Though popular media have become more adept at depicting diverse sexualities, things have remained difficult for aromantic asexuals (aro ace) inside and outside of fiction. Given the estimated rarity of aro ace individuals, this lack of representation isn’t surprising. Users on the Asexual Visibility and Education Network (AVEN) estimate that one percent of the world’s population is asexual (does not experience sexual attraction) based on what little research has been conducted. Of that one percent, roughly 17.5% of asexuals also don’t experience romantic attraction (aromantic) in a 2008 survey AVEN conducted of its users. Marginalization of aro aces partially stems from these low numbers, but also from narrow definitions of normal.
Consider the term “settling down,” which is the process whereby one steps out of adolescence into adulthood. This turn of phrase usually refers to marriage and children, which is reflected and reinforced in fiction through the routine capping of awkward teen years with marriage and kids. Sailor Moon‘s protagonist, Usagi Tsukino, is a striking contrast to her future self, Neo Queen Serenity of Crystal Tokyo. Chibi-Usa fights with Usagi physically and verbally but misses Neo Queen Serenity terribly in Sailor Moon S. In Chibi-Usa’s memories, Neo Queen Serenity is graceful and ethereal, in stark contrast to Usagi. Neo Queen Serenity is never shown stuffing her face with food or tripping over her long skirts. Despite the two being the same person, Usagi and Neo Queen Serenity are very different characters. Usagi’s marriage to Mamoru and motherhood of Chibi-Usa transform the blonde from an awkward teenager playing superhero into a beautiful motherly monarch.
Katniss Everdeen also reaches adulthood via marital motherhood in the epilogue to Mockingjay. As a mother, Katniss settles her grief from the Hunger Games via scrapbooking and conversation. She discusses the Games with her daughter, despite the vast amount of trauma they caused her. Like Usagi, Katniss’s adulthood is marked by marriage and becoming a parent. In the overwhelming majority of instances, marriage and having children are presumed to require romantic and sexual attraction, which creates a sterile version of “normal” and brands the opposite (platonic relationships) as abnormal.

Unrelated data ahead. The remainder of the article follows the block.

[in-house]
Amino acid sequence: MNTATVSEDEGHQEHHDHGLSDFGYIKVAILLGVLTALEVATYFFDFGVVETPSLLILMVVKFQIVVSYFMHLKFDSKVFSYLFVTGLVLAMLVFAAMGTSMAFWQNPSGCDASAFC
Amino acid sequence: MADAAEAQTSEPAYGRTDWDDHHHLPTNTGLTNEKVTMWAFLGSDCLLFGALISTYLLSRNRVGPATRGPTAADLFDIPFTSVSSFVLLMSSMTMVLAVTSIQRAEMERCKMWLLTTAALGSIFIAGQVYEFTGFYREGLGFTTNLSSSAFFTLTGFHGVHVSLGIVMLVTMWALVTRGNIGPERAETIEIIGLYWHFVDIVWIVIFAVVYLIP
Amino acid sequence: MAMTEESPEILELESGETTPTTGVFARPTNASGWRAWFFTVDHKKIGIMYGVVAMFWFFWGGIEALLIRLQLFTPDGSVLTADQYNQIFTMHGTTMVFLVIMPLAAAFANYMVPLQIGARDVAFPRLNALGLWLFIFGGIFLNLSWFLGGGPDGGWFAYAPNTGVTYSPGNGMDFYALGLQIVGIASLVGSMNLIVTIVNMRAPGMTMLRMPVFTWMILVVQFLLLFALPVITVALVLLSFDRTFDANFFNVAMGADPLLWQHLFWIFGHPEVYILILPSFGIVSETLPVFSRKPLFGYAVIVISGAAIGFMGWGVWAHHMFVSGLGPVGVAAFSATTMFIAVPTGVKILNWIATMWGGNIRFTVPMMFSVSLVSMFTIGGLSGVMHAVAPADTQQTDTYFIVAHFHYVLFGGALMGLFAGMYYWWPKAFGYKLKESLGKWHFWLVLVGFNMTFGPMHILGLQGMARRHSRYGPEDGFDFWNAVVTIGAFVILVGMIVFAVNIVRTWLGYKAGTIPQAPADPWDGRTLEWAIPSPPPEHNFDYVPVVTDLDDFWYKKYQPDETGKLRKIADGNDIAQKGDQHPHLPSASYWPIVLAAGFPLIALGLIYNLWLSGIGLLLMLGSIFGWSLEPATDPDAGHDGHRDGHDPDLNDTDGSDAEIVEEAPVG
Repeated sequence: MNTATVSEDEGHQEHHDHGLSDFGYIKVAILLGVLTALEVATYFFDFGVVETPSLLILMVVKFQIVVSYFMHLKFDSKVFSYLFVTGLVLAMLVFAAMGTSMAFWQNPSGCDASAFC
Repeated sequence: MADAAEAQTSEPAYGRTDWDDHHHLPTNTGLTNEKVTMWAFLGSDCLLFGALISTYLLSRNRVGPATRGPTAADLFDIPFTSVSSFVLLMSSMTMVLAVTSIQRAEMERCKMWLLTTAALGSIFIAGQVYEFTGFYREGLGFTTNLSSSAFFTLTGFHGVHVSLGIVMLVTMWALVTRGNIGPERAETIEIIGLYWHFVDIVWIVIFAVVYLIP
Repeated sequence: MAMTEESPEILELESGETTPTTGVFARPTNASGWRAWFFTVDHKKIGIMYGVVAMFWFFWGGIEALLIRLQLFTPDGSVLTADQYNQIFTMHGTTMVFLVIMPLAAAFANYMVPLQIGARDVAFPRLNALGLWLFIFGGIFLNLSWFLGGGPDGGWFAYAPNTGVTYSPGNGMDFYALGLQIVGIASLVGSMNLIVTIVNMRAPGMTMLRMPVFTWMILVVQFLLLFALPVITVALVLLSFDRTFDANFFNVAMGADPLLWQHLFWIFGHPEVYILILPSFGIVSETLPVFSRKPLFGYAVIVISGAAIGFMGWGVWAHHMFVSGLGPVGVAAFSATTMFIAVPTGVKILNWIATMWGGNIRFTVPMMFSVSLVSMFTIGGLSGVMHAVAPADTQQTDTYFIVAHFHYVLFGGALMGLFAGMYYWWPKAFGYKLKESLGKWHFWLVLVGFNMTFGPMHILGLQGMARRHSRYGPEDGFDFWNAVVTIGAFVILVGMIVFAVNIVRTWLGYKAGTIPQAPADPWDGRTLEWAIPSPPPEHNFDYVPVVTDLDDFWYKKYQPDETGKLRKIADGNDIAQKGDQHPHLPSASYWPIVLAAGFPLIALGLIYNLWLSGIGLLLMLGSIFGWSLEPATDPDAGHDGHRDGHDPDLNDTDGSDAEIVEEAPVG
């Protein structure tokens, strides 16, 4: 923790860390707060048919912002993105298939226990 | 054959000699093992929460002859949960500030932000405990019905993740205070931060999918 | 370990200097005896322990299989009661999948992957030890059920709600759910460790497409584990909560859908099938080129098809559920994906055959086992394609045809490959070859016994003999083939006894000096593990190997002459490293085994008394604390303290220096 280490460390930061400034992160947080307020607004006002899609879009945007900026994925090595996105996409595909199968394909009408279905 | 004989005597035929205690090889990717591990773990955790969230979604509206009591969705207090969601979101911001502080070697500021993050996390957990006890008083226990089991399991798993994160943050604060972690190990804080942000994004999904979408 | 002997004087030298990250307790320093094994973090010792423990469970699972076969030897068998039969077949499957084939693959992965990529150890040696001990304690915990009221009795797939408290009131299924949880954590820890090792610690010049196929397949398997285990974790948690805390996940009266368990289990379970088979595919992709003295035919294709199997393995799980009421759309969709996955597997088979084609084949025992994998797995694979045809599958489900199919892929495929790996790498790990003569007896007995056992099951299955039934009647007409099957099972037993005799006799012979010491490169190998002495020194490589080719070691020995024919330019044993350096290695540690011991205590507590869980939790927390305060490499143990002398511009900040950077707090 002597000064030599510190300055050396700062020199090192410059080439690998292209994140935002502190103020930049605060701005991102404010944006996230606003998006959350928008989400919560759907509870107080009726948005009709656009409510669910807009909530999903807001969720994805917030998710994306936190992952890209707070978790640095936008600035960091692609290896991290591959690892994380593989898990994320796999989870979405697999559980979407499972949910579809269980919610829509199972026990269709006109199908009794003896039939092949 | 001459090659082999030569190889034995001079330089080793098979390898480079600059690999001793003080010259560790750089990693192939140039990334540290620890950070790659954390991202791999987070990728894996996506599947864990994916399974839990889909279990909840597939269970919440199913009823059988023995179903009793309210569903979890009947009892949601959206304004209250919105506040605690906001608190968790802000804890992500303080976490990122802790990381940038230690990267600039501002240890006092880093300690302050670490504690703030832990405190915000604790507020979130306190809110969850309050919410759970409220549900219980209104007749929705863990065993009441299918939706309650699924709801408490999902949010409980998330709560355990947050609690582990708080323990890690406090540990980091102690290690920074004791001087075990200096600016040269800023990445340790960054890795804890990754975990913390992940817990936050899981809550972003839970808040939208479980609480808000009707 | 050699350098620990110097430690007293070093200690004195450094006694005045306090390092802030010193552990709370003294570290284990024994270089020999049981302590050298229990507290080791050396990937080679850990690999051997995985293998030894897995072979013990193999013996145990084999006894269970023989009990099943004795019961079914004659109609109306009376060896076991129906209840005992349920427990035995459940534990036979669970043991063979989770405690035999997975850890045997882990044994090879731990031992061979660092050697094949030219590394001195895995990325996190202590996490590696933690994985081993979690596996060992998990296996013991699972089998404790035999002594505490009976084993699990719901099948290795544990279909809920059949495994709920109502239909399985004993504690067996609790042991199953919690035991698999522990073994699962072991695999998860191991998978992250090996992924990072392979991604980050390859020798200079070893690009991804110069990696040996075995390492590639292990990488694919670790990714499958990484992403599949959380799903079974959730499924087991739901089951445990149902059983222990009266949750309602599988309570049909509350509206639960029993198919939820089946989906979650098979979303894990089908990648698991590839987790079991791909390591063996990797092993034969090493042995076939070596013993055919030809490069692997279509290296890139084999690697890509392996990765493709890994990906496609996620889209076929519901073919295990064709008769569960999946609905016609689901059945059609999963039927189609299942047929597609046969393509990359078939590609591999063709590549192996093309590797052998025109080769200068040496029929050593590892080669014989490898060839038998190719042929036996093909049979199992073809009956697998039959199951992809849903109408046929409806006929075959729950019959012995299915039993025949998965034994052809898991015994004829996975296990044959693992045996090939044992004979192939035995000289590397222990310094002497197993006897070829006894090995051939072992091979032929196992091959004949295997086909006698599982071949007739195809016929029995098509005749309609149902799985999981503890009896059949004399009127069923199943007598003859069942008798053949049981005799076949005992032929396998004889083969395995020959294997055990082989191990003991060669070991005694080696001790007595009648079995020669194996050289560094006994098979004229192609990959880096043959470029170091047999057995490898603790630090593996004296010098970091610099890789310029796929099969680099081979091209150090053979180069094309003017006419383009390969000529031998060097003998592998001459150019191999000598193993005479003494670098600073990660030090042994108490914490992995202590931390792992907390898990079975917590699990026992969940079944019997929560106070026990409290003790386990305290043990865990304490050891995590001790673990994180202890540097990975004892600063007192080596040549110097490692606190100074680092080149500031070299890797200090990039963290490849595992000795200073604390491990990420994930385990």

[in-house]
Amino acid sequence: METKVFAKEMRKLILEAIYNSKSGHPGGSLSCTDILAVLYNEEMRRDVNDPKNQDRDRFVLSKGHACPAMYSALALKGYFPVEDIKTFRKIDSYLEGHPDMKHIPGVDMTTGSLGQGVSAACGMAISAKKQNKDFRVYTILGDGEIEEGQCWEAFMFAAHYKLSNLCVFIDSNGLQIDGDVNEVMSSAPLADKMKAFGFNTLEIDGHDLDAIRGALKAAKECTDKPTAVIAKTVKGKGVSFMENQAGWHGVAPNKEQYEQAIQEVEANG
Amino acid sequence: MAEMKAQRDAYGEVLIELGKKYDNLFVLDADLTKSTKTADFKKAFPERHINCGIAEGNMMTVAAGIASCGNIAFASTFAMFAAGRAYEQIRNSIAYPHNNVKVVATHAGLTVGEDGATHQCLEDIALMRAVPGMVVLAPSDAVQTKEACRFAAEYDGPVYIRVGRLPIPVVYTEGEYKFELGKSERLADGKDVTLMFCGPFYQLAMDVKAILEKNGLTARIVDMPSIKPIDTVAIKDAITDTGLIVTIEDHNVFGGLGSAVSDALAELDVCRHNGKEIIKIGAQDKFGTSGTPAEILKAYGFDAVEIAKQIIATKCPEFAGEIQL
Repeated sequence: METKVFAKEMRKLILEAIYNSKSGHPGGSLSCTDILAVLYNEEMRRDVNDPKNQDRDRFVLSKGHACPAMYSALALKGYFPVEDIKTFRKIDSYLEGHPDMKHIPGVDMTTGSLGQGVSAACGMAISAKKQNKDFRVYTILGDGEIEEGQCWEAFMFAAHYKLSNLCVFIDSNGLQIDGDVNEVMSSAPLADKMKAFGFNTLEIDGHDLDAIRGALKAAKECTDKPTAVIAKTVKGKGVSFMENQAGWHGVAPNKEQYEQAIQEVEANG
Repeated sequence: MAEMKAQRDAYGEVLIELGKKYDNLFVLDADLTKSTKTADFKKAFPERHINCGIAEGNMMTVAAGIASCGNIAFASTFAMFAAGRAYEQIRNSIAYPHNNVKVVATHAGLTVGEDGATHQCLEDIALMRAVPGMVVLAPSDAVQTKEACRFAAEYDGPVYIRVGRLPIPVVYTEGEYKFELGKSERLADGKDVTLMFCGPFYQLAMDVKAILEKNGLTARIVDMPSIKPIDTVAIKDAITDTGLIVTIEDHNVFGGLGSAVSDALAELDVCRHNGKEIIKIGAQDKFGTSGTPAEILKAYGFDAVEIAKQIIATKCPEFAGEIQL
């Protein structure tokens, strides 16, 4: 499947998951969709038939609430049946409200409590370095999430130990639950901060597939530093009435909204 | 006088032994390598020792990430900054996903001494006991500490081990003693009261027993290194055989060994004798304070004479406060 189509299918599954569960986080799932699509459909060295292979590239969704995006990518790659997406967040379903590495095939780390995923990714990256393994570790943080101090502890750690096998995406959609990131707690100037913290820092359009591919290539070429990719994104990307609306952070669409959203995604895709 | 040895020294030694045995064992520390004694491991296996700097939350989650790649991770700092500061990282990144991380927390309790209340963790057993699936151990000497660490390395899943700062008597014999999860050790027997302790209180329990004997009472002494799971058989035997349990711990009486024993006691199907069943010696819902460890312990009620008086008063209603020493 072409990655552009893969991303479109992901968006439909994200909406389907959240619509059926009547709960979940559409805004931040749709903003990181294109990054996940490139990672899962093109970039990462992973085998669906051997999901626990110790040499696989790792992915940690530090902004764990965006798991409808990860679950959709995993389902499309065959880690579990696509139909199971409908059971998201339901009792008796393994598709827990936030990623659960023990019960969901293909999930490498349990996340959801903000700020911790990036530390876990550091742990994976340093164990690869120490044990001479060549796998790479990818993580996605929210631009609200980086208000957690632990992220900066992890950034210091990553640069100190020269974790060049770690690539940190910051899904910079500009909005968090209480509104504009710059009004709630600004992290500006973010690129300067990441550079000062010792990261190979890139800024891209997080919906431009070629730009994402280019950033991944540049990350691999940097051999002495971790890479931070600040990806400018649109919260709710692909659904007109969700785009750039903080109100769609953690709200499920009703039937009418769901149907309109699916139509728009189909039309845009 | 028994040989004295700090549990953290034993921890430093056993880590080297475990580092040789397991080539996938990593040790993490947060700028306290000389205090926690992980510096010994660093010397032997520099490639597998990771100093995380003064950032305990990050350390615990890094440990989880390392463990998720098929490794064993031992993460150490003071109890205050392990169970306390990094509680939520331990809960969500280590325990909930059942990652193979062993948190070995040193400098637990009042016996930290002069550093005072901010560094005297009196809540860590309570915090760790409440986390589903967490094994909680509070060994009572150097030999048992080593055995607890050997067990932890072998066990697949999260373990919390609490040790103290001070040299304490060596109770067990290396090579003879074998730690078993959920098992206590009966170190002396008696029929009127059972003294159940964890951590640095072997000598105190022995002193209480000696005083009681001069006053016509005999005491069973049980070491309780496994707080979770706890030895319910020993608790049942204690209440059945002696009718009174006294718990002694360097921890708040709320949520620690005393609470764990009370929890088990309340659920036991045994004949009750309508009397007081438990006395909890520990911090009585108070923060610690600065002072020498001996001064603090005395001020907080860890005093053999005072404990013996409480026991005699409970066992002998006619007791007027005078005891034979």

Friendship has been thoroughly demonized thanks to a concept known as the “friendzone,” which describes someone who holds romantic affection for a friend that isn’t reciprocated. The underlying implication is that the person with unrequited feelings deserves to have them accepted on account of being so kind to his or her friend. Supergirl has used this term in “Bizarro” to categorize Winn, because Kara doesn’t return his feelings. Painting friendship as a bitter end to unrequited love casts it as undesirable, instead of a positive end goal for two individuals.
When the platonic isn’t being smothered in negativity, it is routinely depicted as impossible, especially between members of the opposite sex. Marvel’s Agent Carter has shown Peggy Carter and fellow agent Daniel Sousa exchanging emotional glances since the first season, signaling that their bond lies beyond the platonic. Even this season, Daniel plays a key role in the love triangle the writers have centered around Peggy. Near the end of “The Atomic Job,” Daniel’s girlfriend, Violet, rounds on him after Peggy’s narrow escape from death via impalement. “I think you’re in love with her. Aren’t you, Daniel?” Violet asks. Violet’s question illustrates a common theory on the fragility of male-female friendships: no matter how involved someone may be with a partner, romantic and sexual attraction between men and women is as inevitable as it is normal.
There is no room for the existence of aro aces in a culture that pushes romantic and sexual relationships as the human norm. This process of denying aro aces’ existence in popular media contributes to erasure in society at large. If a group of people isn’t deemed worthy of existence even by creators of fiction, then they are not real and should not be included in the LGBTQ acronym or community. Recognizing the existence of aro aces requires the removal of romantic and sexual attraction as necessities to adulthood. Without romance and sex, marital parenthood becomes a version of adulthood instead of adulthood itself, allowing for the possibility of aro ace existence. Until aro aces are given the potential to exist, they will remain confined to the margins of society.
(featured image via Toei Animation)
Kayla Gehringer is an aro ace feminist and future JD student. She blogs on cultural appropriation, awful reboots, and everything in between over at Freakier than Fiction. A Disney fanatic and doll collector, her 140 character rambles can be found on Twitter @FreakierFiction.
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